American Benjamin Ferencz, who was the last prosecutor in the Nuremberg trial, died at the age of 104 after a life dedicated to international justice, his son announced.
“He died peacefully in his sleep on Friday night in a nursing home in the US state of Florida. If my father could have made one more statement, I’m sure he would have said law, not war,” said Donald Ferenc.
Ferenc was 27 years old when he became US Attorney during the Einsatzgruppe trials in 1947. A total of 22 members of that extermination unit were convicted after their crimes were discovered.
That unit accompanied the German soldiers who were advancing in the eastern part of Europe.
Based on Nazi archives, Ferenc estimated that the unit killed more than a million Jewish men, women and children. These were victims killed by firearms in the Holocaust.
Ferenc was born in 1920 in the Carpathians in a Jewish family. His parents left for the US when he was 10 months old. He studied law at the prestigious Harvard University.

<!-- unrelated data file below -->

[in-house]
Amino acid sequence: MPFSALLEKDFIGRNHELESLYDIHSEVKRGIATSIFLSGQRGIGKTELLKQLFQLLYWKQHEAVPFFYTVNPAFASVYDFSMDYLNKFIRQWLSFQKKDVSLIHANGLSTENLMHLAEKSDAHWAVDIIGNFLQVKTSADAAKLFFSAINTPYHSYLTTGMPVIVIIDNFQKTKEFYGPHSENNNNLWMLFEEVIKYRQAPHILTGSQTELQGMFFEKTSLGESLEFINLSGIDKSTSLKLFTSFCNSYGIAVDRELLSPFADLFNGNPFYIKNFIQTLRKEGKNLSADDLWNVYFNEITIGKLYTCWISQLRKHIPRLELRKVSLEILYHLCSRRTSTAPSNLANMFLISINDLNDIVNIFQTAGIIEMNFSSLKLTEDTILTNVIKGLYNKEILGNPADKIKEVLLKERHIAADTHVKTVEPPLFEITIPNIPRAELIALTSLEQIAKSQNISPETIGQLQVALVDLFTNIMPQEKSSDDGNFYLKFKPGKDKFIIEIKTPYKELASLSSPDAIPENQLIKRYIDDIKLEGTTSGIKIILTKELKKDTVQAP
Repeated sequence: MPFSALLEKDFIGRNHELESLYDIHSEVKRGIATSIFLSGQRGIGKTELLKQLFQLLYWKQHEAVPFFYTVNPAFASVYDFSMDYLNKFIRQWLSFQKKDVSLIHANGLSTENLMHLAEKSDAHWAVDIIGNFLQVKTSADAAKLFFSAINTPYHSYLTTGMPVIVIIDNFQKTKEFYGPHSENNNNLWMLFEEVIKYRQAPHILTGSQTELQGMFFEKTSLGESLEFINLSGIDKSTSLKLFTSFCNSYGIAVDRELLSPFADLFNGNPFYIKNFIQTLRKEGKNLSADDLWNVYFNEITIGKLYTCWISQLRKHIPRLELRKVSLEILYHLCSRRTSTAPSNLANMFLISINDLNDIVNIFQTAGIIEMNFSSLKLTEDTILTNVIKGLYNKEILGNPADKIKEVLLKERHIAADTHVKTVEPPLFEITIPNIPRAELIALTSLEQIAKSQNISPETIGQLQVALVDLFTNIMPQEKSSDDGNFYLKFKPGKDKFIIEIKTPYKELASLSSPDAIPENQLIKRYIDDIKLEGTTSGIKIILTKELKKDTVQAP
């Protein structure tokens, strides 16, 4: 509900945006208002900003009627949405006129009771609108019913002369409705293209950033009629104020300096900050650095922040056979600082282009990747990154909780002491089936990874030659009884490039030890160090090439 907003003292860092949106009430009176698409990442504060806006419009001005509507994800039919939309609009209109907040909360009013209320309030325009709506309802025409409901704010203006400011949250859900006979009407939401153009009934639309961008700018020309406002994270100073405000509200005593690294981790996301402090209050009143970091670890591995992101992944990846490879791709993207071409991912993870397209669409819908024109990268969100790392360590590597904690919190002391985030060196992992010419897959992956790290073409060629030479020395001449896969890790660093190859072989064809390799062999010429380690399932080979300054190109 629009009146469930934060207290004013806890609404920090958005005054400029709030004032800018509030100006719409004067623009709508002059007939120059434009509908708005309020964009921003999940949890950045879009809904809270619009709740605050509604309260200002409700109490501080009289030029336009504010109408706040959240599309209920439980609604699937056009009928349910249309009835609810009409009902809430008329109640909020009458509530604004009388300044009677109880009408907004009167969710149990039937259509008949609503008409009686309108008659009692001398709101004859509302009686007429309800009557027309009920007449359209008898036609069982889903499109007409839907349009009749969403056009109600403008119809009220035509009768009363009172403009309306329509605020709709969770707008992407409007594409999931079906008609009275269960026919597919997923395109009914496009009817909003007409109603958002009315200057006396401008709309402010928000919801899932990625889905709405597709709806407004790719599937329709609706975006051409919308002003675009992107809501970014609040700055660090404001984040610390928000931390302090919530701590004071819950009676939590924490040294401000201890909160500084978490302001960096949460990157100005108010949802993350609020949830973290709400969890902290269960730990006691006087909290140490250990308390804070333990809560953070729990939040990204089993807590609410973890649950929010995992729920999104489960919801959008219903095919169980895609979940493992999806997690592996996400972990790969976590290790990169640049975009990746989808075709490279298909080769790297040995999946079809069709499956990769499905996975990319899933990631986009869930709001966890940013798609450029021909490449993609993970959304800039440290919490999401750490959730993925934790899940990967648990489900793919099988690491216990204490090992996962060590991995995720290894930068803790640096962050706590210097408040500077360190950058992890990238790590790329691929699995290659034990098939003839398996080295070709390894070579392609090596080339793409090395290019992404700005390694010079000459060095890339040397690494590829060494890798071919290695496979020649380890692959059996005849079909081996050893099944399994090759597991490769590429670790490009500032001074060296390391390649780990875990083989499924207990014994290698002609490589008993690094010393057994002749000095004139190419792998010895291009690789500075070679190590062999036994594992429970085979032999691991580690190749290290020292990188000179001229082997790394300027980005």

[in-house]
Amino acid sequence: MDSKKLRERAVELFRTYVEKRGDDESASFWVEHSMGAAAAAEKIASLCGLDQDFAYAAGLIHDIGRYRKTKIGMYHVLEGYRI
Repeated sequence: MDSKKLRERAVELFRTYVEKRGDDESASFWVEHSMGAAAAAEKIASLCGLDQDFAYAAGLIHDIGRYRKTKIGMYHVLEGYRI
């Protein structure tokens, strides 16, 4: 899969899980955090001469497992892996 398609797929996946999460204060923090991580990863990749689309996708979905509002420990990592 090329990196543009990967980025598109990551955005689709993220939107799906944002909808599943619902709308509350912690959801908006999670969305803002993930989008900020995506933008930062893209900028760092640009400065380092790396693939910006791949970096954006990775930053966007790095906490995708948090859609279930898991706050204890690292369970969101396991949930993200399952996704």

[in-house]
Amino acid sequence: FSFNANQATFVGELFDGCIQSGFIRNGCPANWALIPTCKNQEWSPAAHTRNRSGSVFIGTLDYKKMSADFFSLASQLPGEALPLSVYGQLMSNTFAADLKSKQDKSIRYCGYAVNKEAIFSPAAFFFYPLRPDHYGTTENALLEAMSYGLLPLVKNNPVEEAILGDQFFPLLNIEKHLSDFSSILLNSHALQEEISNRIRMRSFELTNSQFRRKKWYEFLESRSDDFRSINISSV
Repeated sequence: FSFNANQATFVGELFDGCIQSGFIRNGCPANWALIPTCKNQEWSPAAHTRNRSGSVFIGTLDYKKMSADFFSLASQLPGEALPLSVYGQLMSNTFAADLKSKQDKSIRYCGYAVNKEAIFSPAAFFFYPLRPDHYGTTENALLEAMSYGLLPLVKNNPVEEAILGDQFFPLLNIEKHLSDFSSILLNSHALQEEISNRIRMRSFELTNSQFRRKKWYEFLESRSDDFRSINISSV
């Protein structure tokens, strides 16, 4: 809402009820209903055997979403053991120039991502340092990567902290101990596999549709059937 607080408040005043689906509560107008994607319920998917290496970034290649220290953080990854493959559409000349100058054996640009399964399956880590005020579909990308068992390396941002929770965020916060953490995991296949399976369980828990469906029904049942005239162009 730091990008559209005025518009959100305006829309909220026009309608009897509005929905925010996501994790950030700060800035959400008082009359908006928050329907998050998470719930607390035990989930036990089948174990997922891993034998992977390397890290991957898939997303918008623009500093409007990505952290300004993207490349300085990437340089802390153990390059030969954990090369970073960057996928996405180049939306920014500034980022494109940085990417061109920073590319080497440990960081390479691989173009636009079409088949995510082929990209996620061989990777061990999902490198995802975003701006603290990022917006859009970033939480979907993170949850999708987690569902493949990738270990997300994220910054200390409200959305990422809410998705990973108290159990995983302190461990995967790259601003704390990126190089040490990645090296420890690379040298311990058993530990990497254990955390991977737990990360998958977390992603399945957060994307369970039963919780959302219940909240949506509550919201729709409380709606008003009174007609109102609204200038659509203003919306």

He was mobilized during the Second World War. He was first deployed to the battlefields of Europe before being tasked with collecting evidence of Nazi crimes.
In a book published in 1988, he explained that he was forever marked by the liberation of the Nazi camps.
“I will never be able to forget the sight of death and the cremation ovens of bodies… emaciated bodies piled up like firewood,” Ferenc said in the book.
Upon his return to civilian life, he was recruited to work on a team of U.S. prosecutors at Nuremberg, where the Allies tried Nazi crimes over 13 trials, laying the foundations for an international criminal justice system.
Returning to the US, he devoted himself to private law practice. He wrote and advocated for the establishment of an international criminal court.
More discreet in recent years, he gave a rare interview to the CBS channel in May. Then he said that Russian President Vladimir Putin is a “war criminal” and that Russia should be tried by international justice for “aggression against Ukraine”.